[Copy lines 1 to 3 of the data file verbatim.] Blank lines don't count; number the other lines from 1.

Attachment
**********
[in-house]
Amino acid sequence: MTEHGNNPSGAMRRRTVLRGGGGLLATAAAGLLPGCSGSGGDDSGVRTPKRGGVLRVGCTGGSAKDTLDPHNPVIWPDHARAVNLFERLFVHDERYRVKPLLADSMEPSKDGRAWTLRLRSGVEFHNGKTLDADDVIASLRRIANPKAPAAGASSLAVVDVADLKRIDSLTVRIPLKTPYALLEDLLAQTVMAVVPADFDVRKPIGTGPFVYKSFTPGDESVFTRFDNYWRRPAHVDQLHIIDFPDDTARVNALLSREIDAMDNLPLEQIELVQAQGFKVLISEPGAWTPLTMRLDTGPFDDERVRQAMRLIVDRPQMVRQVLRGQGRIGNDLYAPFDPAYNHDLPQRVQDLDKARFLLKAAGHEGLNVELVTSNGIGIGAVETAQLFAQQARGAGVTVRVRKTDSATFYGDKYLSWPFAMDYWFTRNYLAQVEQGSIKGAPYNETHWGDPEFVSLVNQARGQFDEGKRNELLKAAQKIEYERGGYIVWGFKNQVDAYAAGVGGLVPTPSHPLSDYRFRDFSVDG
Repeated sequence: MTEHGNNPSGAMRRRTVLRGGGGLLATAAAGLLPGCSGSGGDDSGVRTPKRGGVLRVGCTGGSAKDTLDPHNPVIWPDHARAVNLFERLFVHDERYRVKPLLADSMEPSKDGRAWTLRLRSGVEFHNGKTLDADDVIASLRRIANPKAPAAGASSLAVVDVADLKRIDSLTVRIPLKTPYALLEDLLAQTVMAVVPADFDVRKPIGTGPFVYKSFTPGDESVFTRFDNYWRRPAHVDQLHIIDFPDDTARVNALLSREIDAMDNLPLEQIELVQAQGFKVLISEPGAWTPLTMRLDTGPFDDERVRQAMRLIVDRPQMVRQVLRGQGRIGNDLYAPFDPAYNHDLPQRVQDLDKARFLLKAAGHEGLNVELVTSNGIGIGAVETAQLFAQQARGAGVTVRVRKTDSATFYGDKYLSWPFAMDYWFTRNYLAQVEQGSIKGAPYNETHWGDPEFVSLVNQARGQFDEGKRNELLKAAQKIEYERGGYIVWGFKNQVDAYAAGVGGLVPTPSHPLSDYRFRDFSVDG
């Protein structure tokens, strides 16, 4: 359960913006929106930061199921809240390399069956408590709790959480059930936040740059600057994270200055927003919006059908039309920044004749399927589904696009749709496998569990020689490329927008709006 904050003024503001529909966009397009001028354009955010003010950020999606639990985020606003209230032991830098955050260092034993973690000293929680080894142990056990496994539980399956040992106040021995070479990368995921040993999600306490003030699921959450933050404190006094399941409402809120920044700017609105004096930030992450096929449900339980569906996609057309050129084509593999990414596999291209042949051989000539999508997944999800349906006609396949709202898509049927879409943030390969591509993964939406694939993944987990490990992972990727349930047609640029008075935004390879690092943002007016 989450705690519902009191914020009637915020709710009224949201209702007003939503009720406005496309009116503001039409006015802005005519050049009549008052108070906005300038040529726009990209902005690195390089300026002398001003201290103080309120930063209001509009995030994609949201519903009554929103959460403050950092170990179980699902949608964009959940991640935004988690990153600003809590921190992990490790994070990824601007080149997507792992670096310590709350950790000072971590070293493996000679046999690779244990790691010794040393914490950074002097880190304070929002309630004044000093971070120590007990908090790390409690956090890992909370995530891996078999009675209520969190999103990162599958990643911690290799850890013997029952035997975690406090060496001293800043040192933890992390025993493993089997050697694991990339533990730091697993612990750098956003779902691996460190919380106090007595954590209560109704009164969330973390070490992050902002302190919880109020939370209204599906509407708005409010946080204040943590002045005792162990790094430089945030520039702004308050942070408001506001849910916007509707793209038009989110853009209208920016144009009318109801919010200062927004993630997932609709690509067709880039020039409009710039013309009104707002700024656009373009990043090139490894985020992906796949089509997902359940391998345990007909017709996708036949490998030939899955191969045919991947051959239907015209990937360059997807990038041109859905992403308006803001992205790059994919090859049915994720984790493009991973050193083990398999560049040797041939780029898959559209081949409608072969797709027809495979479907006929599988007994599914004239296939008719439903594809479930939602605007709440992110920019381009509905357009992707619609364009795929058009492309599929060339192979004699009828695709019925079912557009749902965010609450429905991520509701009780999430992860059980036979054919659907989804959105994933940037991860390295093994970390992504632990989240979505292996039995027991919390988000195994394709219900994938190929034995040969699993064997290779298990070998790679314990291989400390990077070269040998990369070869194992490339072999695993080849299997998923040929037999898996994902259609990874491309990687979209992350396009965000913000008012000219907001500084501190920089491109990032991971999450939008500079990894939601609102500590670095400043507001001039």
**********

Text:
[in-house]
Amino acid sequence: MTEHGNNPSGAMRRRTVLRGGGGLLATAAAGLLPGCSGSGGDDSGVRTPKRGGVLRVGCTGGSAKDTLDPHNPVIWPDHARAVNLFERLFVHDERYRVKPLLADSMEPSKDGRAWTLRLRSGVEFHNGKTLDADDVIASLRRIANPKAPAAGASSLAVVDVADLKRIDSLTVRIPLKTPYALLEDLLAQTVMAVVPADFDVRKPIGTGPFVYKSFTPGDESVFTRFDNYWRRPAHVDQLHIIDFPDDTARVNALLSREIDAMDNLPLEQIELVQAQGFKVLISEPGAWTPLTMRLDTGPFDDERVRQAMRLIVDRPQMVRQVLRGQGRIGNDLYAPFDPAYNHDLPQRVQDLDKARFLLKAAGHEGLNVELVTSNGIGIGAVETAQLFAQQARGAGVTVRVRKTDSATFYGDKYLSWPFAMDYWFTRNYLAQVEQGSIKGAPYNETHWGDPEFVSLVNQARGQFDEGKRNELLKAAQKIEYERGGYIVWGFKNQVDAYAAGVGGLVPTPSHPLSDYRFRDFSVDG
Repeated sequence: MTEHGNNPSGAMRRRTVLRGGGGLLATAAAGLLPGCSGSGGDDSGVRTPKRGGVLRVGCTGGSAKDTLDPHNPVIWPDHARAVNLFERLFVHDERYRVKPLLADSMEPSKDGRAWTLRLRSGVEFHNGKTLDADDVIASLRRIANPKAPAAGASSLAVVDVADLKRIDSLTVRIPLKTPYALLEDLLAQTVMAVVPADFDVRKPIGTGPFVYKSFTPGDESVFTRFDNYWRRPAHVDQLHIIDFPDDTARVNALLSREIDAMDNLPLEQIELVQAQGFKVLISEPGAWTPLTMRLDTGPFDDERVRQAMRLIVDRPQMVRQVLRGQGRIGNDLYAPFDPAYNHDLPQRVQDLDKARFLLKAAGHEGLNVELVTSNGIGIGAVETAQLFAQQARGAGVTVRVRKTDSATFYGDKYLSWPFAMDYWFTRNYLAQVEQGSIKGAPYNETHWGDPEFVSLVNQARGQFDEGKRNELLKAAQKIEYERGGYIVWGFKNQVDAYAAGVGGLVPTPSHPLSDYRFRDFSVDG